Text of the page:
The owner of the luxury ranch at which Supreme Court Justice Antonin Scalia died recounts the Judge’s final “peaceful” moments.
John Poindexter, who owns the 30,000-acre Cibolo Creek Ranch in Marfa, Texas, described Justice Scalia’s as an “engaged” guest who died doing what he enjoyed most.
"He was seated near me and I had a chance to observe him,” recalled Poindexter to My San Antonio News. “He was very entertaining. But about 9 p.m. he said, 'It's been a long day and a long week, I want to get some sleep.”
“Other than being with his family or in church, there’s no place he’d rather be than on a hunt,” lawyer Mark Lanier, who had accompanied the Judge on several excursions, told The Washington Post. Scalia was one of three dozen guests invited that weekend to the luxury ranch, which has hosted European royalty and various celebrities.
On February 13, when the Judge did not come to breakfast, Poindexter “forcefully” knocked on the door of his suite, but there was no answer. Three hours later, he returned with Scalia’s friend and let himself inside.
"We discovered the judge in bed, a pillow over his head," Poindexter said to My San Antonio. "His bed clothes were unwrinkled. He was lying very restfully. It looked like he had not quite awakened from a nap.”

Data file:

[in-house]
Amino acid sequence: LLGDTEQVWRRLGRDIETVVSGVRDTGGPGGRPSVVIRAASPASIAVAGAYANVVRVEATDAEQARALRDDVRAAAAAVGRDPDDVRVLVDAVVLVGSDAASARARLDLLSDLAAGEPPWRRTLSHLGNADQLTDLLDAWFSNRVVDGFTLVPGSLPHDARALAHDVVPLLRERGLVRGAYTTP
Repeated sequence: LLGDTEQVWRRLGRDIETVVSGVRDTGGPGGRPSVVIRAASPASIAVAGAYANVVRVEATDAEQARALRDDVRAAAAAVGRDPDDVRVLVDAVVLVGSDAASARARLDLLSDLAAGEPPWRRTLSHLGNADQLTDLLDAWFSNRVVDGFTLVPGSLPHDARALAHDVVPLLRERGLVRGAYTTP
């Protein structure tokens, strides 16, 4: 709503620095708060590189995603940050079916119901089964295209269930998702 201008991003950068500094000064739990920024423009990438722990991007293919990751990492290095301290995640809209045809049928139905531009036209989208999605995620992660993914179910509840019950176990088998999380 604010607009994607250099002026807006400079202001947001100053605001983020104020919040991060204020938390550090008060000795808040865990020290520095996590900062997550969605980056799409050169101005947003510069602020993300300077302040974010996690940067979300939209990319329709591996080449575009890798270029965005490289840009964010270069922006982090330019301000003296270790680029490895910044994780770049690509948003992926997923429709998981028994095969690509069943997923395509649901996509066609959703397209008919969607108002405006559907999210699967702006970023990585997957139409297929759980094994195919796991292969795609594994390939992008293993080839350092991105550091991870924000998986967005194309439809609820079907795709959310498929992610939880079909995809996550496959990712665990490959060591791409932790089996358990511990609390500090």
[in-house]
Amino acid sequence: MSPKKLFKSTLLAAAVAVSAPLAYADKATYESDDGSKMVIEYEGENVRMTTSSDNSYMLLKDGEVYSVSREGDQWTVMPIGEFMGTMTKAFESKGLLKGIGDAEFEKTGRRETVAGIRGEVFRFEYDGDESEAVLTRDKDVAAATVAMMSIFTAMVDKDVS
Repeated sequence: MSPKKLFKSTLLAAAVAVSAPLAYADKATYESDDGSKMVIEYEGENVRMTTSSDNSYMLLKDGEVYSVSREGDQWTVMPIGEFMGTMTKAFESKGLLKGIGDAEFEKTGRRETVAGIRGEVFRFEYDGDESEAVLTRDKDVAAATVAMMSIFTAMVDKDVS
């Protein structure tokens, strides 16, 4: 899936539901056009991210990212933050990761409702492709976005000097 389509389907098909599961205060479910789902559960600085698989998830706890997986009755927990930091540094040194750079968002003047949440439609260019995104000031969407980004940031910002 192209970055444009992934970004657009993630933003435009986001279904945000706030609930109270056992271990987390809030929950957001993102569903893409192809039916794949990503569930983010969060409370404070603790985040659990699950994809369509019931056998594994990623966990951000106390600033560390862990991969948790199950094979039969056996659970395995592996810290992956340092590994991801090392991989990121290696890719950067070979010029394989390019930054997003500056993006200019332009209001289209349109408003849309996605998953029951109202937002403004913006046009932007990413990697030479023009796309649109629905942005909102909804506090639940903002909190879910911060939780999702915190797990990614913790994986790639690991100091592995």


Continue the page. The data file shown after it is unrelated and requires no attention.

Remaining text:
Scalia was found cold and without a pulse. After consulting with a local physician, Poindexter realized that it was too late to perform resuscitation efforts. The owner contacted federal authorities, which resulted in difficulties as the death occurred on a weekend.
"Ultimately they became available and handled it superbly,” he recalled. “They flew in by helicopter. They told me to secure the ranch, which I did until this morning.”
Presidio County Judge Cinderela Guevara pronounced Scalia dead of natural causes over the phone. She told The Washington Post that law enforcement officials at the ranch assured her there were “no signs of foul play.” Guevara also reported that the Judge’s doctor said he suffered from various chronic health problems, and that a statement will be added to the death upon receiving an official note from the physician.
"Among the most commonly said things yesterday was, if this had to happen — and we're really sad that it did — but if it had to happen, it happened in the very best of circumstances," Poindexter told NBC News. "He seemed to enjoy himself greatly."